At the same mall where I picked up the Rival was a Toys R Us. In the spirit of adding to my Nerf collection, I grabbed this Nerf Cycloneshock — I’ve been impressed by Mega darts before, and this seemed like the natural progression.

Later on we went to KL’s Mega Mall, and in a little electronics corner, one of the shops had a couple of t-shirts hanging up on the wall. I didn’t think much of it at first, but because the store seemed to be one of those that had promo material for other “special editions” of games (The Order 1866 seemed to be the flavour of the week), I decided to take a closer look. I’m super glad I did, otherwise I might not have picked up these awesome Dota 2 tees. As far as I can tell, they’re the same ones that were available on the Valve Store, but in actual sizes other than XL and XXL. At first I assumed the guy didn’t have the size that I wanted, but as soon as he said he had medium, I went from buying one of them to four. And the tees even came with the in-game item, just like they would have if you purchased from Valve’s online store. Super stoked. The little shop also had Chaos Knight, Axe, Juggernaut, and Brewmaster tees, but they didn’t have the Axe version in Medium (but they did have the Dota 2 track jacket, as well as the radiant and dire tees. I should have picked up more, but I didn’t have enough cash on me.

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Safety and Security

2015-03-17 15_29_43It’s fascinating how being in a foreign environment makes you more alert to the kind of stuff you normally wouldn’t give a second thought to.

The past couple of weeks I’ve been, spending a bit of time abroad to celebrate my cousin’s Asian wedding. Being my very first Asian wedding, it’s a fascinating topic and will require another post or two, but the long and the short of it is that I was in Malaysia, and over there, things work a little differently than they do back home.

But you don’t even have to be in a foreign environment in a developing country to be a little more aware of your surroundings. I was hanging around Melbourne airport waiting for my international connection to Kuala Lumpur, and one of my uncles wanted to meet up so he could pass something along to his wife and daughter who had already left. My dad, sister, and myself were waiting just outside one of the domestic terminals, just by the huge Melbourne signage near the designated pick-up and drop-off area. Those that have been to Melbourne airport will know where I’m talking about, and those that don’t should know that it’s really nothing special, in the context of all the big things Australia seems to be obsessed with.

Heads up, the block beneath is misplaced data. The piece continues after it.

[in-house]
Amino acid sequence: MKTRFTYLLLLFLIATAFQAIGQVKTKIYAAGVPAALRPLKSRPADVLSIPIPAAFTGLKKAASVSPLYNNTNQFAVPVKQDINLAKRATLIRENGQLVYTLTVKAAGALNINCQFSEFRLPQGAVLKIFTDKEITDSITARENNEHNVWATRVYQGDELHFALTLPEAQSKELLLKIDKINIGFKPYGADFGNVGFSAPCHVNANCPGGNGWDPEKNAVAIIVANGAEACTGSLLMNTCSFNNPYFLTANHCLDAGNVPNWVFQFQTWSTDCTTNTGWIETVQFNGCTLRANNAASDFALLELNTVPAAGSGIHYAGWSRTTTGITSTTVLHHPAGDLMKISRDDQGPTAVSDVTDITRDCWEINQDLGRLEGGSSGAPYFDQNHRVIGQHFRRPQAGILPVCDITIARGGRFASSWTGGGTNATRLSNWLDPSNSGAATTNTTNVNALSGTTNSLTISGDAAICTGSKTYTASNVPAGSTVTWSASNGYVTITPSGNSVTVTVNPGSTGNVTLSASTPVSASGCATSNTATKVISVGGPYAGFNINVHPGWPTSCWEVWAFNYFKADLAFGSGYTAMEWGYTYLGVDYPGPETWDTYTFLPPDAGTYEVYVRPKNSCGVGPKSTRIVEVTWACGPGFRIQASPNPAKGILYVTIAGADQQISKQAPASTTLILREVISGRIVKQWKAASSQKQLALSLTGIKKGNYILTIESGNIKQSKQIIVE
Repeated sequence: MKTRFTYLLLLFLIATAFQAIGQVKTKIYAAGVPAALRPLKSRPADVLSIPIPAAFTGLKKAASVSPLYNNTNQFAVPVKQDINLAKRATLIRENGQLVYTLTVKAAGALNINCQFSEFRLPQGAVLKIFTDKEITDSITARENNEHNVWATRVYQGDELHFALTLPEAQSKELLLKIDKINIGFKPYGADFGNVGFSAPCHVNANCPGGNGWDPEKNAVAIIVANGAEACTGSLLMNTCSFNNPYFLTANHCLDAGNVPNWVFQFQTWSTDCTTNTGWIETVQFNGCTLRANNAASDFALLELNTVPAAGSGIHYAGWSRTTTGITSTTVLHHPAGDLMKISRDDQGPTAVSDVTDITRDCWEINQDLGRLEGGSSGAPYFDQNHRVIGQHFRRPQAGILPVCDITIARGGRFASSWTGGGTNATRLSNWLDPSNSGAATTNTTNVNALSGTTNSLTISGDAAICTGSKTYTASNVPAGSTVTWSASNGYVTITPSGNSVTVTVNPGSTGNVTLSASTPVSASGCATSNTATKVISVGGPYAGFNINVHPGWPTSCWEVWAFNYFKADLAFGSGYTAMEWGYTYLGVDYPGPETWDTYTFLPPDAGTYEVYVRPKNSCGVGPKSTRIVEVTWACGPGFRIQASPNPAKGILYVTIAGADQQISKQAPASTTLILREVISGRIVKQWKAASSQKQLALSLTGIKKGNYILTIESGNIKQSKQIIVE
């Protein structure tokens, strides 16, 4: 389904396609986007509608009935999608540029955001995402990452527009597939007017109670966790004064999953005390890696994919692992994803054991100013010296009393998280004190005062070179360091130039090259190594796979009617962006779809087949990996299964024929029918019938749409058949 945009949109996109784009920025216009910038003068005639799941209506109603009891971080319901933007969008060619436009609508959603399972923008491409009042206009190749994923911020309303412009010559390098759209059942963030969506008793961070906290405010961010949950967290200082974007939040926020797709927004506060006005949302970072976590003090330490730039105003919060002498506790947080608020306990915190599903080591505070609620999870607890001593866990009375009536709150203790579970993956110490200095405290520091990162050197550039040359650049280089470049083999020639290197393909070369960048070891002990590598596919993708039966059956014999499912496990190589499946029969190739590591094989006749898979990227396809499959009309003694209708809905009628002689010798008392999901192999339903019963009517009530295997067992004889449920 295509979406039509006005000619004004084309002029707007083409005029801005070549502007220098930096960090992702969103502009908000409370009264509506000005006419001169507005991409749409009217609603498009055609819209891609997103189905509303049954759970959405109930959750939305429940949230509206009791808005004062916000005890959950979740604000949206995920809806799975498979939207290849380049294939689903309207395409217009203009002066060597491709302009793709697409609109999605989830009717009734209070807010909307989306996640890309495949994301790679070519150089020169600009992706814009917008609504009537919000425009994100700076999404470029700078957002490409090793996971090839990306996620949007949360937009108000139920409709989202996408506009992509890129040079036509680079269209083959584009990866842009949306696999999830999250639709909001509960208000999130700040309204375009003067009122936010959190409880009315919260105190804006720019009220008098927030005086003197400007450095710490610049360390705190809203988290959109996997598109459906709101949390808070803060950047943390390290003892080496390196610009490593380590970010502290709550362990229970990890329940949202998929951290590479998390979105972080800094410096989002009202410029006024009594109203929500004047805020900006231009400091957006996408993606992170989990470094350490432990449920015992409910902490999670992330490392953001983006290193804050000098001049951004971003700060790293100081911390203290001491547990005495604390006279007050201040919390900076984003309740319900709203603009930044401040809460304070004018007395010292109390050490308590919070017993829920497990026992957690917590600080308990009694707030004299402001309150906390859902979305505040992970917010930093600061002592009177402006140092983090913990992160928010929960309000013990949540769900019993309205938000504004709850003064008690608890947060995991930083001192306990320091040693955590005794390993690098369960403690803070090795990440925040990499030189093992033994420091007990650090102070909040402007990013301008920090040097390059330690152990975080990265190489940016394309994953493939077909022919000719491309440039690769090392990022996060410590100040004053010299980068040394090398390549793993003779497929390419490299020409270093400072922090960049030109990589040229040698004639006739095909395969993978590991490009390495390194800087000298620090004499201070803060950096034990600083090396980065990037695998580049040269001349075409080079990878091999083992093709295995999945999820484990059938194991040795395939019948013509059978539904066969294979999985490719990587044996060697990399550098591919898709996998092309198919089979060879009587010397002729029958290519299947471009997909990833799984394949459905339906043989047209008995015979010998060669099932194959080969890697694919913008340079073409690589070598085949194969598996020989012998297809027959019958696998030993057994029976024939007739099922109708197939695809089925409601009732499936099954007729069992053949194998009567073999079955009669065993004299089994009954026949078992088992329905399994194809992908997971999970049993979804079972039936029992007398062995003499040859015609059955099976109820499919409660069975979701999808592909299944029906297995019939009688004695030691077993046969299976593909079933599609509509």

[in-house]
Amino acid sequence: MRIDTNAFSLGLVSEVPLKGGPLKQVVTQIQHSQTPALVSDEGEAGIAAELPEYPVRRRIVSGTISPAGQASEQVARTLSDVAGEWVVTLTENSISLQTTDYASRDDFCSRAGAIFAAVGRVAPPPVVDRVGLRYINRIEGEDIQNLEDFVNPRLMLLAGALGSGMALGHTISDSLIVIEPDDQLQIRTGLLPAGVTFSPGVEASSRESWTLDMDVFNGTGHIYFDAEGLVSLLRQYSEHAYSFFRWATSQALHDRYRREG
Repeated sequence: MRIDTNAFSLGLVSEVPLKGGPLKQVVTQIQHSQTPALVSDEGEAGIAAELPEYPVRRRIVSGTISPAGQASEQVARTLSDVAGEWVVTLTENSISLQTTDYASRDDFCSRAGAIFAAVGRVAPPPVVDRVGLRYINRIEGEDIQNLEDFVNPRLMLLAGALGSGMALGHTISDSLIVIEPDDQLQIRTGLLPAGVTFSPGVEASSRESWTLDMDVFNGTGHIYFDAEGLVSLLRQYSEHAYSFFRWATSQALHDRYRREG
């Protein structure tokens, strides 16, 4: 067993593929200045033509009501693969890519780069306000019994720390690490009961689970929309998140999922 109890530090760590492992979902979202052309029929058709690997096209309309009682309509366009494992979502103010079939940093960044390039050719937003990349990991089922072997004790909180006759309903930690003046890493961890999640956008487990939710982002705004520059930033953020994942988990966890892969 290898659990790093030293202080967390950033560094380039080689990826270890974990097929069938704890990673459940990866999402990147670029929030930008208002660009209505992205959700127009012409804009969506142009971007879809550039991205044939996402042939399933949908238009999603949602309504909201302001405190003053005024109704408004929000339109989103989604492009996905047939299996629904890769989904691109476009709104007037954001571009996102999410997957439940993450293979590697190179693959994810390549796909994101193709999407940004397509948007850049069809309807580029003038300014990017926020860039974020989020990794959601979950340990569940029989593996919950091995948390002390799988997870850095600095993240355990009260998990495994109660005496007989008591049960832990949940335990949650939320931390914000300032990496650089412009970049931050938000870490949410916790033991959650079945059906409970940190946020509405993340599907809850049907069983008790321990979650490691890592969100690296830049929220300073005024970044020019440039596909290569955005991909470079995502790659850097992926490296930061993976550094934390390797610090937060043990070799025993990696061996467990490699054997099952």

I had just gotten off a flight from Hobart and was checking out what I missed on Twitter when a guy approached me and asked if he could borrow my phone. He had a Beats headphone case strapped to his waist and had two pieces of luggage in tow; it didn’t take much to tell he was a recent arrival, and judging by where he was standing, he was probably waiting around for a lift from a friend.

He gestured towards my phone, asking to borrow it because his own has no signal. He showed me his iPhone 6, and sure enough, “SOS only” was showing in the top left hand corner. He says he needs to call his friend to let him know he’s arrived, and wants to borrow my phone to do so.

I don’t consider myself particularly paranoid. Carefully cautious, maybe, but not overly so. But I hesitated. Call it whatever you want. I had heard the horror stories: people handing over phones only to have the guy run away with their phone, people handing over phones and then have the other guy drop it and absolve all responsibility, that kind of thing. I didn’t really need that kind of hassle before an overseas trip, so I took a split-second to think about it.

In that split-second, I weighed up my options. If he ran away with my thousand-dollar phone, could I catch him and get my phone back? A quick glance said probably, yeah: even if he did run away, he’d be leaving behind his luggage. Plus his backpack would slow him down.

Reasonably confident I could run this guy down if he made off with my phone, I said OK. He asked me if I understood Chinese (no idea where he got that impression from) and I shook my head.

Even after all that, I still wasn’t quite willing to just let a stranger have free reign of my phone. I asked what number he wanted to dial, he showed me on his phone (in WhatsApp, I think), and I dialled the number and made the call. Only then did I hand the phone over, staying close to the guy as he talked to his friend, telling him where to pick him up.

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What do insanely wealthy people buy, that ordinary people know nothing about?